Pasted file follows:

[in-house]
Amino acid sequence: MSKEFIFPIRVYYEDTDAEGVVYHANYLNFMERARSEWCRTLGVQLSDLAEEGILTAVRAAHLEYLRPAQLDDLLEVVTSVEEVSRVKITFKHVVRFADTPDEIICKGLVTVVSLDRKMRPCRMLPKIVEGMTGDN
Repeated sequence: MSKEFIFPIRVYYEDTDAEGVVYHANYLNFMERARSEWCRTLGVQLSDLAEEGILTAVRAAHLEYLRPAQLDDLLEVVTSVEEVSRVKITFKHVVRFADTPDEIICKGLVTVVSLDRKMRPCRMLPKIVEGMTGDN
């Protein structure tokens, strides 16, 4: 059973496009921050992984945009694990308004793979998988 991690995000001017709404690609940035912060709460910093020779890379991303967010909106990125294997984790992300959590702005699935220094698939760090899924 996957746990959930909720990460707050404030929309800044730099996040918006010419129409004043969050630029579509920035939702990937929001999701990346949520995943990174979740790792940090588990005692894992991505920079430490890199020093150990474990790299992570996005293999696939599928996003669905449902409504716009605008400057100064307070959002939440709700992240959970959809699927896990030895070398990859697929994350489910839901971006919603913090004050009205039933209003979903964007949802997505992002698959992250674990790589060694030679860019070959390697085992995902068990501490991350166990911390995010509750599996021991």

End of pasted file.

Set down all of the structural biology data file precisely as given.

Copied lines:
[in-house]
Amino acid sequence: MSKEFIFPIRVYYEDTDAEGVVYHANYLNFMERARSEWCRTLGVQLSDLAEEGILTAVRAAHLEYLRPAQLDDLLEVVTSVEEVSRVKITFKHVVRFADTPDEIICKGLVTVVSLDRKMRPCRMLPKIVEGMTGDN
Repeated sequence: MSKEFIFPIRVYYEDTDAEGVVYHANYLNFMERARSEWCRTLGVQLSDLAEEGILTAVRAAHLEYLRPAQLDDLLEVVTSVEEVSRVKITFKHVVRFADTPDEIICKGLVTVVSLDRKMRPCRMLPKIVEGMTGDN
């Protein structure tokens, strides 16, 4: 059973496009921050992984945009694990308004793979998988 991690995000001017709404690609940035912060709460910093020779890379991303967010909106990125294997984790992300959590702005699935220094698939760090899924 996957746990959930909720990460707050404030929309800044730099996040918006010419129409004043969050630029579509920035939702990937929001999701990346949520995943990174979740790792940090588990005692894992991505920079430490890199020093150990474990790299992570996005293999696939599928996003669905449902409504716009605008400057100064307070959002939440709700992240959970959809699927896990030895070398990859697929994350489910839901971006919603913090004050009205039933209003979903964007949802997505992002698959992250674990790589060694030679860019070959390697085992995902068990501490991350166990911390995010509750599996021991």